The Calgary Declaration
Calgary, Alberta - September 14, 1997
PREMIERS AGREE TO CONSULT CANADIANS ON UNITY
CALGARY, September 14, 1997 -- Nine Premiers and two territorial leaders have unanimously agreed on a framework for open and grassroots public consultations with Canadians on strengthening the Canadian federation.
Premiers and territorial leaders considered both the subject matter and the process of public consultation on national unity. The attached framework of subjects for consultation is not intended to be exhaustive. Each province and territory will determine the scope of consultation and the most appropriate mechanisms.
Premiers and territorial leaders also reached an agreement on guidelines (attached) and on a timeframe for public consultation. All Premiers and leaders undertook to initiate consultations this fall. They will report progress prior to their January Team Canada trade mission.
Premiers and territorial leaders also reiterated that the federation also needs practical non-constitutional approaches to reform, strengthen and improve its effectiveness. In August Premiers and territorial leaders released a statement on Social Policy Renewal that sets out approaches to work cooperatively with the federal government in the areas of health care and social programs. Today, Premiers, territorial leaders and the Prime Minister agreed to meet this fall to discuss social policy renewal and to work cooperatively in the areas of health care and youth unemployment.
Premiers and territorial leaders remain committed to meeting with Aboriginal Leaders to follow up on the recent Annual Premiers' Conference held in St. Andrews. This meeting has been tentatively scheduled for Winnipeg, Manitoba on November 18, 1997.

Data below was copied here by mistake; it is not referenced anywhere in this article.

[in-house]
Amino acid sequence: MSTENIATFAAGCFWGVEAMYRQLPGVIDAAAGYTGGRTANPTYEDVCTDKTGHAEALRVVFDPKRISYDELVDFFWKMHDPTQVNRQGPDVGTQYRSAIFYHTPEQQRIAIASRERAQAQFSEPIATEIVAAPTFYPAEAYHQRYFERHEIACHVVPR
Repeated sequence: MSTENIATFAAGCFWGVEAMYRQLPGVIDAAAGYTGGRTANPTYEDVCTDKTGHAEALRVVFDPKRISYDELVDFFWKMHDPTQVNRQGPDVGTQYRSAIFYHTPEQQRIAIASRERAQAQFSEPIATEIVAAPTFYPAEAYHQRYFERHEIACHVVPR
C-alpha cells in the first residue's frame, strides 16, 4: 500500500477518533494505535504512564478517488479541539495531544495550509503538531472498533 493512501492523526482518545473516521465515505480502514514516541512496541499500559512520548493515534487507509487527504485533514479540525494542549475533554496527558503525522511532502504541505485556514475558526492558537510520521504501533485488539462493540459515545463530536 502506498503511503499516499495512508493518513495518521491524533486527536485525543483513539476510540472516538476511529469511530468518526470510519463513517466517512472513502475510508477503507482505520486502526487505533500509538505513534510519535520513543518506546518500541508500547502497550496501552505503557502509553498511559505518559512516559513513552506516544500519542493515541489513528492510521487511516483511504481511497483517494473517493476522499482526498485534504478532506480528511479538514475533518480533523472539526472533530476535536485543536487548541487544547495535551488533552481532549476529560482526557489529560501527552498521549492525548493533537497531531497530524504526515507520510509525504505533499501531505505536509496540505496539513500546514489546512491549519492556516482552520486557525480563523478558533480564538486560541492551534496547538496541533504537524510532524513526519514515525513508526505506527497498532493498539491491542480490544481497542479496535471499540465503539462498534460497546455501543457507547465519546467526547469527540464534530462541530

FRAMEWORK FOR DISCUSSION ON CANADIAN UNITY
All Canadians are equal and have rights protected by law.
All provinces, while diverse in their characteristics, have equality of status.
Canada is graced by a diversity, tolerance, compassion and an equality of opportunity that is without rival in the world.
Canada's gift of diversity includes Aboriginal peoples and cultures, the vitality of the English and French languages and a multicultural citizenry drawn from all parts of the world.
In Canada's federal system, where respect for diversity and equality underlies unity, the unique character of Quebec society, including its French speaking majority, its culture and its tradition of civil law, is fundamental to the well being of Canada. Consequently, the legislature and Government of Quebec have a role to protect and develop the unique character of Quebec society within Canada.
If any future constitutional amendment confers powers on one province, these powers must be available to all provinces.
Canada is a federal system where federal, provincial, and territorial governments work in partnership while respecting each other's jurisdictions. Canadians want their governments to work cooperatively and with flexibility to ensure the efficiency and effectiveness of the federation. Canadians want their governments to work together particularly in the delivery of their social programs. Provinces and territories renew their commitment to work in partnership with the Government of Canada to best serve the needs of Canadians.
GUIDELINES FOR THE PROCESS OF PUBLIC CONSULTATION
Will be open to the general citizenry.
Efforts should be made to find creative ways of engaging Canadians in each provincial consultation process.
Governments should act as catalyst for the process of consultation.
It is acknowledged that provinces and territories may wish to have processes of consultation in stages but the advantage of a coordinated time frame is recognized.
Each province and territory is free to decide on the range or scope of consultation as well as the most appropriate mechanism for consultation.